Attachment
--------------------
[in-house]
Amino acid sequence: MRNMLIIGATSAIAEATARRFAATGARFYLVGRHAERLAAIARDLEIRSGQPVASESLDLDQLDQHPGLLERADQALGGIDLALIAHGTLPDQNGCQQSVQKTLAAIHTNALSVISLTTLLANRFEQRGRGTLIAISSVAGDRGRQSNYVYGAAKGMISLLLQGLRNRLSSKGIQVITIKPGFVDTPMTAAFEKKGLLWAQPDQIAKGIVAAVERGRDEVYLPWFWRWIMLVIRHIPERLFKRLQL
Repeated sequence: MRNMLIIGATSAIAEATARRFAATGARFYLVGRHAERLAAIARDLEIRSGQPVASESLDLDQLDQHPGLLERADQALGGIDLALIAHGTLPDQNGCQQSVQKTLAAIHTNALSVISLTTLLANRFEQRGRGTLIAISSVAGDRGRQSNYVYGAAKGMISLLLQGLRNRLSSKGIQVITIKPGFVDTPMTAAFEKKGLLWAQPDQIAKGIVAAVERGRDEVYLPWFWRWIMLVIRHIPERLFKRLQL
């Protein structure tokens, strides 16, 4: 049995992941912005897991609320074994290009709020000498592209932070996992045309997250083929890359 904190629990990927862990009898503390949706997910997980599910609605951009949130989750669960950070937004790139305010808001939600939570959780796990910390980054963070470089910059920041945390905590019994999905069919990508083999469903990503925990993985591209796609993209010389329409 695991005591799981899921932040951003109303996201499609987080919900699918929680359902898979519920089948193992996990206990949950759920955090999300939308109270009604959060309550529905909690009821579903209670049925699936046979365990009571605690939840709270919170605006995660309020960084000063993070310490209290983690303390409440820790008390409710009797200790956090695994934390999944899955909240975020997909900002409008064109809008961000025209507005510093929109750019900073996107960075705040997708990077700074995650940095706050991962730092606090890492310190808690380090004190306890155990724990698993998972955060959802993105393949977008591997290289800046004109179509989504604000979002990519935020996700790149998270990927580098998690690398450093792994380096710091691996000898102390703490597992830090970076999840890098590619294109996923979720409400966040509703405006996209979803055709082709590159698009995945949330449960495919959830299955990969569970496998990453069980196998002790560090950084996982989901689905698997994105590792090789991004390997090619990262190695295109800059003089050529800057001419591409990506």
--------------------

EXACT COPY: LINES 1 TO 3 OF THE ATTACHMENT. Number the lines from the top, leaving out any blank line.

[in-house]
Amino acid sequence: MRNMLIIGATSAIAEATARRFAATGARFYLVGRHAERLAAIARDLEIRSGQPVASESLDLDQLDQHPGLLERADQALGGIDLALIAHGTLPDQNGCQQSVQKTLAAIHTNALSVISLTTLLANRFEQRGRGTLIAISSVAGDRGRQSNYVYGAAKGMISLLLQGLRNRLSSKGIQVITIKPGFVDTPMTAAFEKKGLLWAQPDQIAKGIVAAVERGRDEVYLPWFWRWIMLVIRHIPERLFKRLQL
Repeated sequence: MRNMLIIGATSAIAEATARRFAATGARFYLVGRHAERLAAIARDLEIRSGQPVASESLDLDQLDQHPGLLERADQALGGIDLALIAHGTLPDQNGCQQSVQKTLAAIHTNALSVISLTTLLANRFEQRGRGTLIAISSVAGDRGRQSNYVYGAAKGMISLLLQGLRNRLSSKGIQVITIKPGFVDTPMTAAFEKKGLLWAQPDQIAKGIVAAVERGRDEVYLPWFWRWIMLVIRHIPERLFKRLQL